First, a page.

I know how frustrating it is to be a parent of boys in this digital age.
I know the feeling of anger welling up inside you because your son’s not getting off Xbox after 18,000 freakin’ warnings.
And how it feels when he's supposed to be in bed already and he announces he forgot to do his streaks on snapchat -- and that he's gonna lose his 326,421 day streak with his old friend from preschool if he doesn't send them right now. (Come on mom, don't you understand?!?)
Or the guilt you feel when your toddler's sucked into another episode on Netflix, but you still have a list of things to get done so you know he's not getting off anytime soon.
It’s enough to make you hate technology, right? What if I told you that there are some really good reasons to stop hating on technology? That if we can take a deep breath, calm our own nervous systems and get more curious, we might discover that we can use technology as an opportunity to connect?
You’re thinking…technology is the source of our disconnection!
Your son's technology (social media, video games, photos, videos, etc) is as important to him as his sports, academics, in person friendships, family, hobbies and anything else that you think of as important in his life.
Just because you don’t want it to be so important to him, doesn’t mean it isn’t important to him—or that there’s no value in it.
Let’s not argue with reality here. Technology ranks so high in their lives. And when you hate on it A L L T H E T I M E — you’re disconnecting yourself from this part of his life.
We resist this part of their lives…hoping if we do it enough, it’ll go away.
But it won’t.
It’s not going away (and it’s not all bad either). In fact, both of my teen boys are excellent guitar players solely because of what they've learned on online – no lessons, no classes!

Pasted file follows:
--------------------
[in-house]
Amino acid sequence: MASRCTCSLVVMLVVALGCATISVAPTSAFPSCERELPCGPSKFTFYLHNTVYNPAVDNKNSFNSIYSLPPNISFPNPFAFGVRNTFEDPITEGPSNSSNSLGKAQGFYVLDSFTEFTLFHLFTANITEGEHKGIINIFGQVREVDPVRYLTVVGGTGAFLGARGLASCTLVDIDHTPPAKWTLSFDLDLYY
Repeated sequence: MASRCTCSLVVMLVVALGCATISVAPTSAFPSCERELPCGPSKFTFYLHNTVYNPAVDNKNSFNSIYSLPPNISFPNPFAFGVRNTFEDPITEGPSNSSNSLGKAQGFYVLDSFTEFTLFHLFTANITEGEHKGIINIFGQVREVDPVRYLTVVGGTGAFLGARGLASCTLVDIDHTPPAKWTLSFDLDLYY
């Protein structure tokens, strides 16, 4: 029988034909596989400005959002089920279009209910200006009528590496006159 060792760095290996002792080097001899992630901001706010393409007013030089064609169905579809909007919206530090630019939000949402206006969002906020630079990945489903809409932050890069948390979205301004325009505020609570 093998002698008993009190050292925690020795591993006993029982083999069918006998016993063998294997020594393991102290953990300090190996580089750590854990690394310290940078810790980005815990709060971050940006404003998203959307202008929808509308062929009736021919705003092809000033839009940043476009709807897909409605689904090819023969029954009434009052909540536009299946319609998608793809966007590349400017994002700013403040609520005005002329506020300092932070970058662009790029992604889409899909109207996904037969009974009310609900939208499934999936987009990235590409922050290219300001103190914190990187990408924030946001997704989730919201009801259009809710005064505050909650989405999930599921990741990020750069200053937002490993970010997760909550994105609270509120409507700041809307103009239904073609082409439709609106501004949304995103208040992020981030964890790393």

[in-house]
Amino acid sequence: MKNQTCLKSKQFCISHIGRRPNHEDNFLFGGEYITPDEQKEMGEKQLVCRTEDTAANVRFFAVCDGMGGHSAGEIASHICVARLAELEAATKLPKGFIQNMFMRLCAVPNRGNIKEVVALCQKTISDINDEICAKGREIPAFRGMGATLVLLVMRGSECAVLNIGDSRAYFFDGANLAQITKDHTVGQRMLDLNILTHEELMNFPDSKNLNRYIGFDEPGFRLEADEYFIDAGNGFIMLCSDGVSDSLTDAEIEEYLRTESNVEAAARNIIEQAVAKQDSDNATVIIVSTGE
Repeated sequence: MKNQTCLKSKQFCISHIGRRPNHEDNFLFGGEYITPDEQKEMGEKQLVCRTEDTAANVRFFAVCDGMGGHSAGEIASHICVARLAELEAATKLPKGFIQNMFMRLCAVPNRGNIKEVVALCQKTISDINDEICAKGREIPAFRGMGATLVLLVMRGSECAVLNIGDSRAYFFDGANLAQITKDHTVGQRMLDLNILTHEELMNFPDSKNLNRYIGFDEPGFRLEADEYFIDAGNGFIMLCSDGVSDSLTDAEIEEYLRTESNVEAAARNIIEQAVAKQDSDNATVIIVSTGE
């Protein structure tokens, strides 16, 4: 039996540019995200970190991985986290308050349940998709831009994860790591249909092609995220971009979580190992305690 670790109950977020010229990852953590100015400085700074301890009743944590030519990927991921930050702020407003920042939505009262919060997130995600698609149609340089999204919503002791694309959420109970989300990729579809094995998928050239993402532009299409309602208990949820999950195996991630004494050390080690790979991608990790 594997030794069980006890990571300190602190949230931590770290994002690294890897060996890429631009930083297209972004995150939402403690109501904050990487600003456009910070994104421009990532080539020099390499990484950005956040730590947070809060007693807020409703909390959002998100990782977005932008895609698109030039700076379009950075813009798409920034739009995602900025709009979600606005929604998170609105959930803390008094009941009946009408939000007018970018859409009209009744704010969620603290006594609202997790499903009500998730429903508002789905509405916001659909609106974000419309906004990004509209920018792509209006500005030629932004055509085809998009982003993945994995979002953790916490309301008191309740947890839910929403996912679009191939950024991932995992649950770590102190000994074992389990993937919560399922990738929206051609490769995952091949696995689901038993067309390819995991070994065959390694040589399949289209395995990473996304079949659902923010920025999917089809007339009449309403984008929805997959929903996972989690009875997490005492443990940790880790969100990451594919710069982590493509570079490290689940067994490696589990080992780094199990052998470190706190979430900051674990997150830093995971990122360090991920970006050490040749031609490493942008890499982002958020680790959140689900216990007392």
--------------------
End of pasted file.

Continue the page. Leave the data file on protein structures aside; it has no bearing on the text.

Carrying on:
Here's my invitation -- today, let's see if you can spend a moment trying to be just a tiny bit curious about what your son is doing online.
Ask a question. Sit with your son while he plays a video game and ask him to tell you more about it. Bite your tongue when you feel the impulse to say something snarky or judgmental. Find out what he’s doing and why. Find out what he likes about the game. You might be surprised. (Added bonus: I got some of my best cuddles from my kids this way.)
Does your son like taking pics with his phone? Ask him to show you his Instagram feed (and follow him too!) Watch a YouTube video that he's enjoying. Yes, even when you think it’s really dumb. Keep an open mind -- maybe you'll find yourself laughing too!
And about our boys watching other people play video games. I used to think it was ridiculous, too. But here's something to consider. Why is it any different than watching people live their lives as we do in TV shows and movies? Especially reality TV where regular people are doing regular stuff while we all watch? Or sports...often instead of playing the sport, we watch it. So, really, why is it so different? My youngest watches gamers on YouTube and loves it - loves watching their skill, the gamer is often funny and he learns tips and tricks.
Technology is an amazing conversation opener — if you can hold back from saying out loud the judgmental tape playing in your head. If you can just sit in the space of curiosity and wonder. If you can really listen and open to understanding them, their world, their interests and their lives through the lens of a digital native.
So when you notice yourself judging your son for watching another YouTube video, playing a shooter game on Xbox, or sending another Snapchat or posting another photo on Instagram…take a breath. Put your stuff aside and enter his world with curiosity. Just for one moment.
Then you can go back to judging 😉 But you might not want to. You might like the connection you felt. It’s just an experiment, but see how you feel.
Here are 3 great reasons why you might want to stop hating on technology:
Technology’s here to stay, and it’s not the all-bad monster we sometimes make it out to be. Most of us grew up without all of these gadgets and devices, so perhaps we can’t fully understand. Let your son show you why it matters to him. Let him show you what he loves, learns and gets from his online experiences.
You may not agree or like it, but if you can hold off on the hating and get curious and interested, you will create a closer connection.
Deb Blum, Founder and Executive Director at The Center for the Well-Being of Boys & Communications Coach for people who want to have better relationships with men and boys.